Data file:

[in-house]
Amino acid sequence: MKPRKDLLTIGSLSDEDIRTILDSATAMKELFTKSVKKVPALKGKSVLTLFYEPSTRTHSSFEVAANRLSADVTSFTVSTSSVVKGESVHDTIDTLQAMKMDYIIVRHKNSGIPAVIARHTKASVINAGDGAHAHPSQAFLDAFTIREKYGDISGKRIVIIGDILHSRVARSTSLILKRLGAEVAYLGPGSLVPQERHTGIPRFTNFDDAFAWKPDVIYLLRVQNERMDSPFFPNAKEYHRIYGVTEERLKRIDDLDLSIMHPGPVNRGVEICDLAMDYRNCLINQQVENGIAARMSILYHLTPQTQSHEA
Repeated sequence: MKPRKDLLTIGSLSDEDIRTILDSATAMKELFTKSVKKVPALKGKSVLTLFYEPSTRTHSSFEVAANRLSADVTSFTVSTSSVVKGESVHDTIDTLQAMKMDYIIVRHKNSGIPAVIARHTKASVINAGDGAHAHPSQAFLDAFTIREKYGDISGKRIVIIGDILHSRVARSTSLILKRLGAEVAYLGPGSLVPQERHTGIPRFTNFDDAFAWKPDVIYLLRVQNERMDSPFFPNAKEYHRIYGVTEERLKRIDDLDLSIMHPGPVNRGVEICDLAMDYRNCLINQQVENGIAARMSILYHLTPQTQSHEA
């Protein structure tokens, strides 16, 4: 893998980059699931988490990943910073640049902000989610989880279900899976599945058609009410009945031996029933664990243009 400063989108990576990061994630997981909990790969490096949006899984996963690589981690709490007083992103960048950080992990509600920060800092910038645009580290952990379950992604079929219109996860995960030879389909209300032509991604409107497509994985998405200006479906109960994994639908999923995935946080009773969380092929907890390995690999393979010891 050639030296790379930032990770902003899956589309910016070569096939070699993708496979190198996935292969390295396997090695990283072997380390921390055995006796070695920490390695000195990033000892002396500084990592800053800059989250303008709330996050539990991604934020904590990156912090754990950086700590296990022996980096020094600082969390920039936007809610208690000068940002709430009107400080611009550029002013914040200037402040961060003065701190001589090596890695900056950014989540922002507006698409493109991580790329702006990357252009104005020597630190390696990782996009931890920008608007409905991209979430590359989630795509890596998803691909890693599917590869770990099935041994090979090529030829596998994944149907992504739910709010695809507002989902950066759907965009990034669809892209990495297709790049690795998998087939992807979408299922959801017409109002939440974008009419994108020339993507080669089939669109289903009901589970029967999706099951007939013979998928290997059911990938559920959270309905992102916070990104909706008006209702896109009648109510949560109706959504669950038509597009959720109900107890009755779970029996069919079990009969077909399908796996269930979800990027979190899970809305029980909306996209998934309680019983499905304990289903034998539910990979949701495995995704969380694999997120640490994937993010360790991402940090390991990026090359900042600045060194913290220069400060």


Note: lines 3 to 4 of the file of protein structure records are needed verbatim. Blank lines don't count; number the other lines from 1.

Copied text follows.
Repeated sequence: MKPRKDLLTIGSLSDEDIRTILDSATAMKELFTKSVKKVPALKGKSVLTLFYEPSTRTHSSFEVAANRLSADVTSFTVSTSSVVKGESVHDTIDTLQAMKMDYIIVRHKNSGIPAVIARHTKASVINAGDGAHAHPSQAFLDAFTIREKYGDISGKRIVIIGDILHSRVARSTSLILKRLGAEVAYLGPGSLVPQERHTGIPRFTNFDDAFAWKPDVIYLLRVQNERMDSPFFPNAKEYHRIYGVTEERLKRIDDLDLSIMHPGPVNRGVEICDLAMDYRNCLINQQVENGIAARMSILYHLTPQTQSHEA
């Protein structure tokens, strides 16, 4: 893998980059699931988490990943910073640049902000989610989880279900899976599945058609009410009945031996029933664990243009 400063989108990576990061994630997981909990790969490096949006899984996963690589981690709490007083992103960048950080992990509600920060800092910038645009580290952990379950992604079929219109996860995960030879389909209300032509991604409107497509994985998405200006479906109960994994639908999923995935946080009773969380092929907890390995690999393979010891 050639030296790379930032990770902003899956589309910016070569096939070699993708496979190198996935292969390295396997090695990283072997380390921390055995006796070695920490390695000195990033000892002396500084990592800053800059989250303008709330996050539990991604934020904590990156912090754990950086700590296990022996980096020094600082969390920039936007809610208690000068940002709430009107400080611009550029002013914040200037402040961060003065701190001589090596890695900056950014989540922002507006698409493109991580790329702006990357252009104005020597630190390696990782996009931890920008608007409905991209979430590359989630795509890596998803691909890693599917590869770990099935041994090979090529030829596998994944149907992504739910709010695809507002989902950066759907965009990034669809892209990495297709790049690795998998087939992807979408299922959801017409109002939440974008009419994108020339993507080669089939669109289903009901589970029967999706099951007939013979998928290997059911990938559920959270309905992102916070990104909706008006209702896109009648109510949560109706959504669950038509597009959720109900107890009755779970029996069919079990009969077909399908796996269930979800990027979190899970809305029980909306996209998934309680019983499905304990289903034998539910990979949701495995995704969380694999997120640490994937993010360790991402940090390991990026090359900042600045060194913290220069400060």